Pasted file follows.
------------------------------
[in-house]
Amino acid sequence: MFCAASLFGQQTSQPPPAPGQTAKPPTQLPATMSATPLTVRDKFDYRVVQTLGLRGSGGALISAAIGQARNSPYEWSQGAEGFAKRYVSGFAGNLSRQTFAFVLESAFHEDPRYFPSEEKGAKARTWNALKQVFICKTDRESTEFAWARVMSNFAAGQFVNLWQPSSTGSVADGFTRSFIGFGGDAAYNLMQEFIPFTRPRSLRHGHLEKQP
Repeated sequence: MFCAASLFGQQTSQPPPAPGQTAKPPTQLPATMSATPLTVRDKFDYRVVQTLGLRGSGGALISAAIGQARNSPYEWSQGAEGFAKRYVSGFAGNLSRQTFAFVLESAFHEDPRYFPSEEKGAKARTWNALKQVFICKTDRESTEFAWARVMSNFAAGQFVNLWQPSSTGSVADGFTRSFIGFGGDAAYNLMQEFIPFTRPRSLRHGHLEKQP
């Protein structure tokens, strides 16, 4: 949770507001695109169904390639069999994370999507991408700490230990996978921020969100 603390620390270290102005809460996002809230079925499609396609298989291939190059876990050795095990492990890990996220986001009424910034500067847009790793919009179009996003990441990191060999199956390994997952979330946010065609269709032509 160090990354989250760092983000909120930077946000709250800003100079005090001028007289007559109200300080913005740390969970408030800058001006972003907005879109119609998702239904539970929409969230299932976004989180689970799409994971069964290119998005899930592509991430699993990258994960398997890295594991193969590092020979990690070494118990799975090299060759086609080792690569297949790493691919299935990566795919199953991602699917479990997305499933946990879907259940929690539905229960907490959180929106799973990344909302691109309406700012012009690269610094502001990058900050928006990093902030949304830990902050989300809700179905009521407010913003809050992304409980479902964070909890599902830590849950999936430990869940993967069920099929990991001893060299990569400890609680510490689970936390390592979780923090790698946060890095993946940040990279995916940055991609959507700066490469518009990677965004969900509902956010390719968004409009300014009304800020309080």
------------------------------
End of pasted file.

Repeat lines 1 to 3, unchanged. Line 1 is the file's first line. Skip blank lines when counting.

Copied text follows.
[in-house]
Amino acid sequence: MFCAASLFGQQTSQPPPAPGQTAKPPTQLPATMSATPLTVRDKFDYRVVQTLGLRGSGGALISAAIGQARNSPYEWSQGAEGFAKRYVSGFAGNLSRQTFAFVLESAFHEDPRYFPSEEKGAKARTWNALKQVFICKTDRESTEFAWARVMSNFAAGQFVNLWQPSSTGSVADGFTRSFIGFGGDAAYNLMQEFIPFTRPRSLRHGHLEKQP
Repeated sequence: MFCAASLFGQQTSQPPPAPGQTAKPPTQLPATMSATPLTVRDKFDYRVVQTLGLRGSGGALISAAIGQARNSPYEWSQGAEGFAKRYVSGFAGNLSRQTFAFVLESAFHEDPRYFPSEEKGAKARTWNALKQVFICKTDRESTEFAWARVMSNFAAGQFVNLWQPSSTGSVADGFTRSFIGFGGDAAYNLMQEFIPFTRPRSLRHGHLEKQP